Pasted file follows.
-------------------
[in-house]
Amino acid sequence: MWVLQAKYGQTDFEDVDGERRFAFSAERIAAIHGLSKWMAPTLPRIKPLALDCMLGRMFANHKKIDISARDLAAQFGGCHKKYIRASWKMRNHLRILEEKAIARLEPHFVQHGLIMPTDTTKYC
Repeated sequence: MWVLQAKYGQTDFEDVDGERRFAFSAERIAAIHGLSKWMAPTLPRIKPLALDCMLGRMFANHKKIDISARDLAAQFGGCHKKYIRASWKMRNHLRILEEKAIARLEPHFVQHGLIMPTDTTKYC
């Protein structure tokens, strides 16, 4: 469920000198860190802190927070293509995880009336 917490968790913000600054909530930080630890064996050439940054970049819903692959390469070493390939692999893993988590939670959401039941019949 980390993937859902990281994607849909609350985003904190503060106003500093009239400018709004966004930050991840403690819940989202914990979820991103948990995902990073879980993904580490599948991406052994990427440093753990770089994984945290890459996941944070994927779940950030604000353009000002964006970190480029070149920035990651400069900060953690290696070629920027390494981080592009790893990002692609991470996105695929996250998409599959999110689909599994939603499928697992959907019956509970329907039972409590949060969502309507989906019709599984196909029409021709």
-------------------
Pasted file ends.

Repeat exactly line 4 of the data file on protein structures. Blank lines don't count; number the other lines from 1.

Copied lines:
């Protein structure tokens, strides 16, 4: 469920000198860190802190927070293509995880009336 917490968790913000600054909530930080630890064996050439940054970049819903692959390469070493390939692999893993988590939670959401039941019949 980390993937859902990281994607849909609350985003904190503060106003500093009239400018709004966004930050991840403690819940989202914990979820991103948990995902990073879980993904580490599948991406052994990427440093753990770089994984945290890459996941944070994927779940950030604000353009000002964006970190480029070149920035990651400069900060953690290696070629920027390494981080592009790893990002692609991470996105695929996250998409599959999110689909599994939603499928697992959907019956509970329907039972409590949060969502309507989906019709599984196909029409021709």